The correlation between neoteny and long life seems quite natural. Although we still know little about the genetic mechanisms of regulating the pace of development (in particular, it is unclear whether there are some single "ontogenetic clock" or the rate of development is controlled by different molecular systems at different stages), it is more or less obvious that the timing of the development of different subsystems of the organism and stages of ontogenesis – if not all, then at least some – may be interconnected. Therefore, slowing down some processes may automatically lead to slowing down others. For example, selection for delayed aging can lead, as a side effect, to a delay in the development of the neocortex and hairline. Or vice versa: selection for the delayed development of some organ can lead to a general slowdown in ontogenesis and prolongation of life. After all, aging is a natural stage of the life cycle that depends on genes and is "programmed" in the genome in the same way as other ontogenetic processes (regardless of whether aging is an adaptation supported by selection or a side effect of weakening selection with age, see below). In addition, it can be assumed that if selection simultaneously supports the slowing down of several ontogenetic processes at once (for example, delayed brain development – so that children are not born with too big heads and learn better in childhood, and delayed aging – due to the increased role of grandparents in caring for offspring), then in such a situation, the probability of the formation of a whole complex of neotenic changes increases. Thus, it is possible that neoteny and longevity were acquired by naked diggers and humans in a single complex, as two interrelated traits.

What connection can there be between neoteny/longevity and highly developed sociality? Let's consider two alternative hypotheses. The first of them is mentioned in the article under discussion and is based on the idea that aging is an adaptation for the benefit of a group (or population) that increases the adaptability of organisms. This idea was first expressed by another August Weisman, and although most modern gerontologists reject it, V. P. Skulachev is its staunch and consistent supporter. According to Skulachev, aging increases the efficiency of natural selection and therefore benefits the population in the long term (see: Academician Skulachev's hypothesis). Aging as a trait harmful to the individual, but useful for the group, can be supported by such forms of selection as group selection, kin selection or "second-order selection for evolutionary prospects", the reality of which was demonstrated in a long-term evolutionary experiment by Richard Lenski.

Within the framework of the idea of adaptive aging, the link between longevity and sociality is explained by the fact that sociality in humans and naked diggers sharply weakens the effect of natural selection, and therefore it becomes meaningless to grow old in order to increase its effectiveness. In the case of diggers, the weakening of selection is due to the fact that numerous workers who do not reproduce themselves and therefore do not participate in the evolutionary process, reliably protect the queen and her husbands from all adversity. In addition to the protection of people, the fact that adaptation to a changeable environment is now coming at the expense of cultural, social, scientific and technological development, and not at the expense of biological evolution. Natural selection becomes irrelevant, aging as a way to increase its effectiveness loses its meaning, and the "genetic program of aging" degrades.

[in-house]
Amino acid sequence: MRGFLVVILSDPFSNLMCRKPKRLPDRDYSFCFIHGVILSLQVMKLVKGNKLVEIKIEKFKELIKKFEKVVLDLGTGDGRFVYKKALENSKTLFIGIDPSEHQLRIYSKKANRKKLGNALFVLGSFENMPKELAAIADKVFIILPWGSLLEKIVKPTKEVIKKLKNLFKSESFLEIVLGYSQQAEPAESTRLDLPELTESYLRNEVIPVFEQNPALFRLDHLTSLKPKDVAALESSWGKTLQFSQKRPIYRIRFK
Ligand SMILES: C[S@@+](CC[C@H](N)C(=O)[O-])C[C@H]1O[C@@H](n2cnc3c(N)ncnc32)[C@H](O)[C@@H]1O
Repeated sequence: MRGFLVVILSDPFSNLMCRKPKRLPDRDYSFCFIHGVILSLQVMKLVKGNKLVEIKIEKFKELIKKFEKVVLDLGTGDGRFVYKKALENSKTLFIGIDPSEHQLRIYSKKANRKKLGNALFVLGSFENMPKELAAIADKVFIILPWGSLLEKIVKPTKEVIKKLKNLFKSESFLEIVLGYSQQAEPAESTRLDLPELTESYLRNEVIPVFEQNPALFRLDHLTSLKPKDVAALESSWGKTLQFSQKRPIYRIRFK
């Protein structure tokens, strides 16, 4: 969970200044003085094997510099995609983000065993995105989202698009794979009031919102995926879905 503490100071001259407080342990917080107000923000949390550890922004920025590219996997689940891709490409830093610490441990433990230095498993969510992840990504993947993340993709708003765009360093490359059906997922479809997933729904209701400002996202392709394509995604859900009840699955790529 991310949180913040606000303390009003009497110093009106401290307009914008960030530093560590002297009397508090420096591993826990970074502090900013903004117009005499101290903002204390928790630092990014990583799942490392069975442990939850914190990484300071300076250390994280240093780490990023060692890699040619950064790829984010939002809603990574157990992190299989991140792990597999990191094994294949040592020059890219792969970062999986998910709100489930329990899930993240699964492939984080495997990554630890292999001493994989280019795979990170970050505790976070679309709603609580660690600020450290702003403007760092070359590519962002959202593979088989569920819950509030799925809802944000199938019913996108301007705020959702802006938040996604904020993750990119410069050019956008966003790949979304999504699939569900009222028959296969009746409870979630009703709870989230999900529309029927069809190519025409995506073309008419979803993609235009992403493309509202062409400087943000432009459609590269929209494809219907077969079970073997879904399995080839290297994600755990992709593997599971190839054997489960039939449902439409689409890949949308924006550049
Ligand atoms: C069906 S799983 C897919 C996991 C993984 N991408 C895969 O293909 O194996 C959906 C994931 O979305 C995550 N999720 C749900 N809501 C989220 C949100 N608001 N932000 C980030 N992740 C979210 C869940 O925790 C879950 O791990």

An alternative explanation can be given within the framework of the so-called "classical evolutionary theory of aging", which is based on the idea of the weakening of natural selection with age (see: Evolution of aging). Even an ageless organism, the viability of which does not depend on age, is not immortal: sooner or later it will still die because of a predator, disease or natural disaster. The probability of surviving to the age of X in an ageless organism decreases exponentially as X grows . The lower the probability of survival to a given age, the weaker the effect of selection on mutations whose phenotypic effect manifests itself at that age or later. This implies the inevitability of the accumulation of harmful mutations with late effects, which become the cause of aging. In addition, there are alleles that increase viability or fertility at an early age at the cost of an accelerated decrease in viability with age. Such alleles spread because their early phenotypic effects are "more important" for selection (they have a stronger effect on integral fitness) than the later ones.

The "classical evolutionary theory of aging" predicts that increased mortality caused by external causes (for example, predators or floods), especially indiscriminate (independent of the state of the organism), should contribute to the evolution of accelerated aging and the shift of reproduction to an early age (the strategy of "live fast, die young"). At the same time, the late stages of the life cycle, to which almost no one survives due to high external mortality, atrophy under the load of mutations, like an unused organ. Conversely, a decrease in external non-selective mortality should contribute to the evolution of delayed aging and prolongation of life, that is, a decrease in "internal" mortality. After all, now individuals have a chance to live to a respectable age, which means that mutations that reduce late fitness cease to be invisible to selection and begin to be culled. These ideas are detailed in the classic work of George Williams (G. C. Williams, 1957. Pleiotropy, Natural Selection, and the Evolution of Senescence).

From this point of view, sociality in both naked diggers and humans can contribute to longevity simply because it makes life more secure and reduces non-selective exogenous mortality, thereby contributing to selection for longevity. For example, a mouse with a mutation that slows down aging is unlikely to leave more descendants than a mouse without a mutation. After all, both of them are likely to be eaten by someone long before the age when mice begin to weaken from old age. It's quite another matter if you are the queen of naked diggers, sitting in a secure underground shelter surrounded by an army of loyal defenders. In this case, you have a good chance to live a long and fruitful life, and the longer you can resist old age, the more descendants you will leave. Thus, within the framework of this model, we assume that sociality does not weaken, but on the contrary, strengthens the effect of selection – at least on signs that manifest themselves at a late age. As for other neotenic traits, they may develop as a side effect of selection on longevity if evolution follows the path of a general slowdown in ontogenesis, or they may have their own adaptive value.

Which of these explanations is closer to reality, future research will show.

A source:  Skulachev et al., Neoteny, Prolongation of Youth: From Naked Mole Rats to “Naked Apes” (Humans) // Physiological Reviews. 2017. V. 97. P. 699–720.

Portal "Eternal youth" http://vechnayamolodost.ru  07.03.2017